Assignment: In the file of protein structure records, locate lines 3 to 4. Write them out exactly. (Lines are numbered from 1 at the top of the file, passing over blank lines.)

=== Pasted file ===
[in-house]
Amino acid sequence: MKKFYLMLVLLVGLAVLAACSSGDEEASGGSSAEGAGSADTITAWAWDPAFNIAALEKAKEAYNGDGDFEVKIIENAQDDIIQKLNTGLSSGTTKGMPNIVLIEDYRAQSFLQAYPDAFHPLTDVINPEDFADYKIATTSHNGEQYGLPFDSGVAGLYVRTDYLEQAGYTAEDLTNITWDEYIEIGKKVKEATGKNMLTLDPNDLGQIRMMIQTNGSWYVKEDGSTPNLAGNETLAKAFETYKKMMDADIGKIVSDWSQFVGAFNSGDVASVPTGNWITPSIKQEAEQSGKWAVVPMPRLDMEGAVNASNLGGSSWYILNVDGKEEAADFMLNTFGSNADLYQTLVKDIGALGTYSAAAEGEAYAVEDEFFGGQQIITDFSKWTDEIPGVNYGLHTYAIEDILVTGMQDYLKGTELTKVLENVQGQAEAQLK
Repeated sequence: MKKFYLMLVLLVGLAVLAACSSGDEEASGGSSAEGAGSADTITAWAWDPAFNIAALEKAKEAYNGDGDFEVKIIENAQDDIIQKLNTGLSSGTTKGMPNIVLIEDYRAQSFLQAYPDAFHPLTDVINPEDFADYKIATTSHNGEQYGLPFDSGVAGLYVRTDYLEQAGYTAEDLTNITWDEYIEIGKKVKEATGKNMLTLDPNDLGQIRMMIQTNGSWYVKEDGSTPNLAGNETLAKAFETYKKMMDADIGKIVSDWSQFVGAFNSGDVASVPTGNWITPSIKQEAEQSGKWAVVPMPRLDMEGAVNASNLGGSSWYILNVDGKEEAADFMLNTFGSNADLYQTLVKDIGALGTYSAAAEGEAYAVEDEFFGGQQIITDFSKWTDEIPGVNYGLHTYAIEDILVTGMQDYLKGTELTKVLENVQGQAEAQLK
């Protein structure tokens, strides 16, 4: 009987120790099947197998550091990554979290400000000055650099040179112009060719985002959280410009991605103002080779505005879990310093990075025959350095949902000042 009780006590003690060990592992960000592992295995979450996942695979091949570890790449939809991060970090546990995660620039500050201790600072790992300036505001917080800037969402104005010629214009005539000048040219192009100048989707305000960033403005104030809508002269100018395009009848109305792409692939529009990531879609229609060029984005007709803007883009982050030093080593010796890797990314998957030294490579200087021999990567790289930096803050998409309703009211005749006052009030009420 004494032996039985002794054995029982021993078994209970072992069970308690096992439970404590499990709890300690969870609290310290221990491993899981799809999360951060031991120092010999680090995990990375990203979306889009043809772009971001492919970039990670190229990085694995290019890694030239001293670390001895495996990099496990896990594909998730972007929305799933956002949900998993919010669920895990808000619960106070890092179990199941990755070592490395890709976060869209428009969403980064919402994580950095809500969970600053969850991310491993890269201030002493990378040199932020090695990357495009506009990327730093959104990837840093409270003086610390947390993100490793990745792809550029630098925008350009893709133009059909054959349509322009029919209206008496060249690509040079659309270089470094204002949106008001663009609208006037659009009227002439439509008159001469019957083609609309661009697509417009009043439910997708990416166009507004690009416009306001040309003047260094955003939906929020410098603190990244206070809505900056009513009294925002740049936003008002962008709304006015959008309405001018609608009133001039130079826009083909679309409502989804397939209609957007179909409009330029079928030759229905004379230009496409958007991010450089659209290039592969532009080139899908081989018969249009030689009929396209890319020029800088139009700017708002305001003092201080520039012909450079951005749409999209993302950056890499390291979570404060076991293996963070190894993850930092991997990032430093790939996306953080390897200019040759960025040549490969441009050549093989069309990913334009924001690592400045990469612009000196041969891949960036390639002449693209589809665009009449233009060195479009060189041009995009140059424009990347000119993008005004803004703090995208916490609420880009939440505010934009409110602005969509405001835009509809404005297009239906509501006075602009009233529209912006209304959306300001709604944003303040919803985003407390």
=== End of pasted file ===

Repeated sequence: MKKFYLMLVLLVGLAVLAACSSGDEEASGGSSAEGAGSADTITAWAWDPAFNIAALEKAKEAYNGDGDFEVKIIENAQDDIIQKLNTGLSSGTTKGMPNIVLIEDYRAQSFLQAYPDAFHPLTDVINPEDFADYKIATTSHNGEQYGLPFDSGVAGLYVRTDYLEQAGYTAEDLTNITWDEYIEIGKKVKEATGKNMLTLDPNDLGQIRMMIQTNGSWYVKEDGSTPNLAGNETLAKAFETYKKMMDADIGKIVSDWSQFVGAFNSGDVASVPTGNWITPSIKQEAEQSGKWAVVPMPRLDMEGAVNASNLGGSSWYILNVDGKEEAADFMLNTFGSNADLYQTLVKDIGALGTYSAAAEGEAYAVEDEFFGGQQIITDFSKWTDEIPGVNYGLHTYAIEDILVTGMQDYLKGTELTKVLENVQGQAEAQLK
């Protein structure tokens, strides 16, 4: 009987120790099947197998550091990554979290400000000055650099040179112009060719985002959280410009991605103002080779505005879990310093990075025959350095949902000042 009780006590003690060990592992960000592992295995979450996942695979091949570890790449939809991060970090546990995660620039500050201790600072790992300036505001917080800037969402104005010629214009005539000048040219192009100048989707305000960033403005104030809508002269100018395009009848109305792409692939529009990531879609229609060029984005007709803007883009982050030093080593010796890797990314998957030294490579200087021999990567790289930096803050998409309703009211005749006052009030009420 004494032996039985002794054995029982021993078994209970072992069970308690096992439970404590499990709890300690969870609290310290221990491993899981799809999360951060031991120092010999680090995990990375990203979306889009043809772009971001492919970039990670190229990085694995290019890694030239001293670390001895495996990099496990896990594909998730972007929305799933956002949900998993919010669920895990808000619960106070890092179990199941990755070592490395890709976060869209428009969403980064919402994580950095809500969970600053969850991310491993890269201030002493990378040199932020090695990357495009506009990327730093959104990837840093409270003086610390947390993100490793990745792809550029630098925008350009893709133009059909054959349509322009029919209206008496060249690509040079659309270089470094204002949106008001663009609208006037659009009227002439439509008159001469019957083609609309661009697509417009009043439910997708990416166009507004690009416009306001040309003047260094955003939906929020410098603190990244206070809505900056009513009294925002740049936003008002962008709304006015959008309405001018609608009133001039130079826009083909679309409502989804397939209609957007179909409009330029079928030759229905004379230009496409958007991010450089659209290039592969532009080139899908081989018969249009030689009929396209890319020029800088139009700017708002305001003092201080520039012909450079951005749409999209993302950056890499390291979570404060076991293996963070190894993850930092991997990032430093790939996306953080390897200019040759960025040549490969441009050549093989069309990913334009924001690592400045990469612009000196041969891949960036390639002449693209589809665009009449233009060195479009060189041009995009140059424009990347000119993008005004803004703090995208916490609420880009939440505010934009409110602005969509405001835009509809404005297009239906509501006075602009009233529209912006209304959306300001709604944003303040919803985003407390």